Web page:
Hofland, Barbara (DNB00)

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HOFLAND, BARBARA (1770–1844), authoress, was born in 1770 at Sheffield, where her father, Robert Wreaks, was an extensive manufacturer. She lost him in her infancy, and was brought up by a maiden aunt. In 1795 she contributed her first literary essay, ‘Characteristics of some leading inhabitants of Sheffield,’ to the ‘Sheffield Courant.’ In 1796 she married T. Bradshawe Hoole, a Sheffield merchant, who died of consumption in two years, leaving her a considerable property, which was soon afterwards lost through the failure of the firm with which it was invested. To support herself and her infant son she published a volume of poems in 1805, for which sympathy rather than appreciation obtained two thousand subscribers. With the proceeds she opened a boarding-school at Harrogate, which proved unsuccessful; but while contending with the difficulties in which it involved her she found time to make herself known as a writer of fiction, and thus to achieve an actual, though precarious, independence. One of her early fictions, ‘The Clergyman's Widow,’ published in 1812 reached a sale of seventeen thousand copies in different editions. After ten years' widowhood she married Thomas Christopher Hofland [q. v.], the artist. The general ill-success of her husband's undertakings compelled her to labour harder than ever. By 1824 she had produced upwards of twenty works of fiction. The first of these published after her removal to London, ‘The Daughter-in-Law,’ fortunately attracted the notice of Queen Charlotte, who accepted the dedication of its successor, ‘Emily.’ Her next production, ‘The Son of a Genius,’ 1816, was able to stand alone, and is probably the only one of her writings that continues to be read. It well deserved this success from its genuine truth to nature, the vivid portrayal of the artistic temperament as she had observed it in her husband, and the artless but touching expression of her affection for her son by her first marriage, whose early death from consumption cast a shadow over her life. She also wrote a spirited pamphlet on the disagreements between George IV and Queen Caroline, and, anticipating some modern developments of journalism, contributed letters of London literary gossip to provincial journals. She died on 9 Nov. 1844.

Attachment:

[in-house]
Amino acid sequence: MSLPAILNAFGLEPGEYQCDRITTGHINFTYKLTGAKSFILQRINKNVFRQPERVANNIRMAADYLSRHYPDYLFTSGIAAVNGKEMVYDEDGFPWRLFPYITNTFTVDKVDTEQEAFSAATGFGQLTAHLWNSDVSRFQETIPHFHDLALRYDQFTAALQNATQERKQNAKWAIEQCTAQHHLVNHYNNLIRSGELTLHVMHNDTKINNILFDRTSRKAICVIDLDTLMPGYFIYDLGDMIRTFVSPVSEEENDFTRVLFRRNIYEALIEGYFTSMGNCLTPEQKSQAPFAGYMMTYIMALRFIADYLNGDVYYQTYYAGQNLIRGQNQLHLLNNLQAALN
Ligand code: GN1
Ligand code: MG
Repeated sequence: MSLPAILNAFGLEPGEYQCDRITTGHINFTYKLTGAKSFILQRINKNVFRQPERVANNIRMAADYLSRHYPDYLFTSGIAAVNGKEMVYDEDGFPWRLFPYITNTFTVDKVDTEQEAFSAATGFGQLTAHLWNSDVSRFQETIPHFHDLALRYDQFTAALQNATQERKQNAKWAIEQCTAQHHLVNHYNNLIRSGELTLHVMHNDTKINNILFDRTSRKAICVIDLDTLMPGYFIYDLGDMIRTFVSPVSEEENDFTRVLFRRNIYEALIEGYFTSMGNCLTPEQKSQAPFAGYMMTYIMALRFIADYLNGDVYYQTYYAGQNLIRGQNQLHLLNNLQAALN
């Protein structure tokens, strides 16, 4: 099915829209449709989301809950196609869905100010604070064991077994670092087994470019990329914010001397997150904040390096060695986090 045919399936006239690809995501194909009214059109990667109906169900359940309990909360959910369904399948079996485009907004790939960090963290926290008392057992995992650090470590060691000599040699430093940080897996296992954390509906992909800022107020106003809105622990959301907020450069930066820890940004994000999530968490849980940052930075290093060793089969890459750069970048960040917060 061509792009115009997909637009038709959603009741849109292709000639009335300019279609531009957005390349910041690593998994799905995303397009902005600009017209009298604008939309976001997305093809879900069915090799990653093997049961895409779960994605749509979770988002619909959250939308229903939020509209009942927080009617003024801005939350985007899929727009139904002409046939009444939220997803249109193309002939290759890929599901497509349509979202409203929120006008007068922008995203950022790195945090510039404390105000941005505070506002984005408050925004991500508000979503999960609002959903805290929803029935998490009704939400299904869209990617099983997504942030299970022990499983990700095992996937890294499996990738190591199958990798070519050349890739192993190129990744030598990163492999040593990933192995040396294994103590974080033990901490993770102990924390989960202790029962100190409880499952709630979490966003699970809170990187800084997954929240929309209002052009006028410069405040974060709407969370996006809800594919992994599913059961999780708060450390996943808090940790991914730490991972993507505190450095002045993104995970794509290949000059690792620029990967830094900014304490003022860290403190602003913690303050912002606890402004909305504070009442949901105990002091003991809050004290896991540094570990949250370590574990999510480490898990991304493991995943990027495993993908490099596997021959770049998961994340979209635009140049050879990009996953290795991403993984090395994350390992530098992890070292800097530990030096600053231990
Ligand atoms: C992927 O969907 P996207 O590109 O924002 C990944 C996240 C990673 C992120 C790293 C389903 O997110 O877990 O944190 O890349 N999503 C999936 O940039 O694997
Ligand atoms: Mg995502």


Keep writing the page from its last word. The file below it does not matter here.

Mrs. Hofland was a true-hearted, cheerful, and affectionate woman; resigned but intrepid in adversity. Judged by the standard of her time she was also an excellent authoress; but, with two exceptions, her works are so completely in the didactic style of the feminine fiction of her day, as to be almost unreadable in ours. ‘The Son of a Genius,’ however, shows what she could effect when her feeling was sufficiently powerful to break through the crust of conventionality; and ‘The Captives in India,’ which appeared in 1834, is interesting for the very different reason, that Mrs. Hofland, with acknowledgment but no apology, has transferred bodily to her pages Mrs. Fay's fascinating narrative of an Indian captivity by one who had actually endured it. How little justice Mrs. Hofland did herself in most of her writings appears from her lively letters preserved in her friend Miss Mitford's correspondence.

[Ramsay's Life and Literary Remains of Barbara Hofland, 1849; L'Estrange's The Friendships of Mary Russell Mitford; W. Smith, on Barbara Wreaks's Characteristics, privately printed.]

R. G.